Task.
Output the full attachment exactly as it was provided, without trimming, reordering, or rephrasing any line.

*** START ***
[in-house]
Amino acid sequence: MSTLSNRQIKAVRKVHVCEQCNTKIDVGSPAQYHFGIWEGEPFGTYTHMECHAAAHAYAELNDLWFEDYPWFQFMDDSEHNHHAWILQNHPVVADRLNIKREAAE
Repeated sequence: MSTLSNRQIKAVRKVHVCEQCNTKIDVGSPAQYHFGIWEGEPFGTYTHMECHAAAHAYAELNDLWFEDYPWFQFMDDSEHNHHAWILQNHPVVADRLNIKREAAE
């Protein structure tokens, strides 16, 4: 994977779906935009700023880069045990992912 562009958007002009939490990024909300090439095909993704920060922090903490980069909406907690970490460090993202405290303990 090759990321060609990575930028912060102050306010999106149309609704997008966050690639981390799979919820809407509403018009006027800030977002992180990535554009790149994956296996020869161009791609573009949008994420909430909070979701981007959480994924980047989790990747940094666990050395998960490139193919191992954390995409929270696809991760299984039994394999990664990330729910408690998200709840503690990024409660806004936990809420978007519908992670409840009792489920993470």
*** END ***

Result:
[in-house]
Amino acid sequence: MSTLSNRQIKAVRKVHVCEQCNTKIDVGSPAQYHFGIWEGEPFGTYTHMECHAAAHAYAELNDLWFEDYPWFQFMDDSEHNHHAWILQNHPVVADRLNIKREAAE
Repeated sequence: MSTLSNRQIKAVRKVHVCEQCNTKIDVGSPAQYHFGIWEGEPFGTYTHMECHAAAHAYAELNDLWFEDYPWFQFMDDSEHNHHAWILQNHPVVADRLNIKREAAE
């Protein structure tokens, strides 16, 4: 994977779906935009700023880069045990992912 562009958007002009939490990024909300090439095909993704920060922090903490980069909406907690970490460090993202405290303990 090759990321060609990575930028912060102050306010999106149309609704997008966050690639981390799979919820809407509403018009006027800030977002992180990535554009790149994956296996020869161009791609573009949008994420909430909070979701981007959480994924980047989790990747940094666990050395998960490139193919191992954390995409929270696809991760299984039994394999990664990330729910408690998200709840503690990024409660806004936990809420978007519908992670409840009792489920993470």